On this week’s episode of our other radio show, The Paracast: Gene and Chris present yet another subject we haven’t explored with John L. Steadman, author of “H.P. Lovecraft & the Black Magical Tradition,” which explores “the real black magickal organizations that use Lovecraft’s fictional constructs as a basis for their magickal workings; I argue that such constructs can be used in this manner and that the Lovecraftian entities are just as ontologically ‘real’ as traditional gods, goddesses and demons.” John L. Steadman is a scholar of H. P. Lovecraft and western occultism and has been a magickal practitioner for more than thirty years. He is currently a college English professor at Olivet College in Michigan. And, yes, he has had paranormal encounters over the years.


    It’s very easy to forget the past, and the mistakes you made. Just keeping up is difficult, and sometimes the situation changes enough that you might want to revisit something you tried before, something that failed. Maybe it’s just worth giving it another try in the hope that there will be a different result.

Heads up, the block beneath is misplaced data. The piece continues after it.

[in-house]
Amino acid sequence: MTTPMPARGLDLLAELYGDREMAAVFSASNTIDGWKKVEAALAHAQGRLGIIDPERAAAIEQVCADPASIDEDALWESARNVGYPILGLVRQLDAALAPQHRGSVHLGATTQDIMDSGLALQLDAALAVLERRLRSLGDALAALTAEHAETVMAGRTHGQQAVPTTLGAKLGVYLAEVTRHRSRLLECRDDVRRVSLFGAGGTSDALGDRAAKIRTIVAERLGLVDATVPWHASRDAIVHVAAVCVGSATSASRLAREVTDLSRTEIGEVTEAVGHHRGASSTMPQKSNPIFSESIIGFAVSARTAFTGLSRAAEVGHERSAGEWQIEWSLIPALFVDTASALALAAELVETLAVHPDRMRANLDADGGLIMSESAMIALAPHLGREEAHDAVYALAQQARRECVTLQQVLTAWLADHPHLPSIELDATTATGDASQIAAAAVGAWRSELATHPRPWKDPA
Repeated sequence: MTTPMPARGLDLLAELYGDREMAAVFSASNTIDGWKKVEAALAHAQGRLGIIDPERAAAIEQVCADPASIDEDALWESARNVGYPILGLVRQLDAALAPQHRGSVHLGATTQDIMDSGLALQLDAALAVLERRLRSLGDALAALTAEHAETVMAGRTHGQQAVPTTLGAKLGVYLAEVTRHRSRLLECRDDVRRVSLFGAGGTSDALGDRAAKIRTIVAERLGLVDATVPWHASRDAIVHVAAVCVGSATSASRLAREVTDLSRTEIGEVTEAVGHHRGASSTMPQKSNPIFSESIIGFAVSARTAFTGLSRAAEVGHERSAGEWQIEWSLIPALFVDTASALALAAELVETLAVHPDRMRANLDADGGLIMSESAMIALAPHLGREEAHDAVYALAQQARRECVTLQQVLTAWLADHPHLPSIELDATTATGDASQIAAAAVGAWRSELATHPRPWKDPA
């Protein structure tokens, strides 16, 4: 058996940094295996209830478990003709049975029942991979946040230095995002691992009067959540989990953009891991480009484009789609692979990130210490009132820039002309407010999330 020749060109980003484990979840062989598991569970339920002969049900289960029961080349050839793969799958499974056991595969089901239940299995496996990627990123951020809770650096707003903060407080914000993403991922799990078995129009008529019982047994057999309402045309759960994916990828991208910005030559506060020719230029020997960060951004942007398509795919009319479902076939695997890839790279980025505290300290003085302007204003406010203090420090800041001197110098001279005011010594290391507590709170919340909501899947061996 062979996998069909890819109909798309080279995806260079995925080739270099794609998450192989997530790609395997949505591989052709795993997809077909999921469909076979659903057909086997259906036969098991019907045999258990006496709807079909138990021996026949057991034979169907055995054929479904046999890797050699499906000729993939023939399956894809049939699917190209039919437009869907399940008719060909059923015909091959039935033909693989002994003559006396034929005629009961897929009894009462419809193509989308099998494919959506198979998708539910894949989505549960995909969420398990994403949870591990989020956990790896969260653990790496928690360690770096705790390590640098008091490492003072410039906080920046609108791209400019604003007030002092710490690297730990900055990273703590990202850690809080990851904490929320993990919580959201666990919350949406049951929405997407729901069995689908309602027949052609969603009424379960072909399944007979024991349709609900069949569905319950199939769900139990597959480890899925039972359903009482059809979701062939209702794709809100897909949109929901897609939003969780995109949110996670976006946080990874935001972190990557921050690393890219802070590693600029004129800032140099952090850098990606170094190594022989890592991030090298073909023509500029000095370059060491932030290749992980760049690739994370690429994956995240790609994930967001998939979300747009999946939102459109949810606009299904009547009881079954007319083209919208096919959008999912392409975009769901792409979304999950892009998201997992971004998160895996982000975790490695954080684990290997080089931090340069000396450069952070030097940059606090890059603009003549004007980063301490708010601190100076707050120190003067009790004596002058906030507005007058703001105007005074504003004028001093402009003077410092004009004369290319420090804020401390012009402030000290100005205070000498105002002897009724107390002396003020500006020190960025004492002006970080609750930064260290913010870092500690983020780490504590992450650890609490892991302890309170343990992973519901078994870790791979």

And, no, I won’t consider that old saw that doing the same thing over and over again and expecting a different result is a classic definition of insanity.

    Back in the early days of the Mac, Apple was urged to license the operating system. Do what Microsoft does, they said, and thus earn license fees from all those companies who will license the OS and expand the platform. After all, giving customers a wider choice of hardware has to help build a larger user base.

    In the end, the key Mac OS cloners of the mid-1990s went after Apple’s core markets — the most profitable ones — with a vengeance. They delivered faster hardware in cheap PC boxes, and thus charged less. That, and the low fees Apple exacted for a Mac OS license, put the company in serious danger.

    After he returned to Apple and took control,  Steve Jobs decided to put a stop to this nonsense. It cost a cool $100 million to take over and shutter one of the key cloners, Power Computing, but that and other moves set Apple on a realistic course. Apple earns most of its money from hardware sales, so expecting it to survive and prosper from licensing an operating system didn’t make a whole lot of sense.

    These days, Microsoft essentially tries to do a little of the reverse. It’s in the software and services business, but does sell hardware. The Xbox gaming console does well enough after years of losses, but the Surface tablet probably takes more market share away from PC vendors than Macs.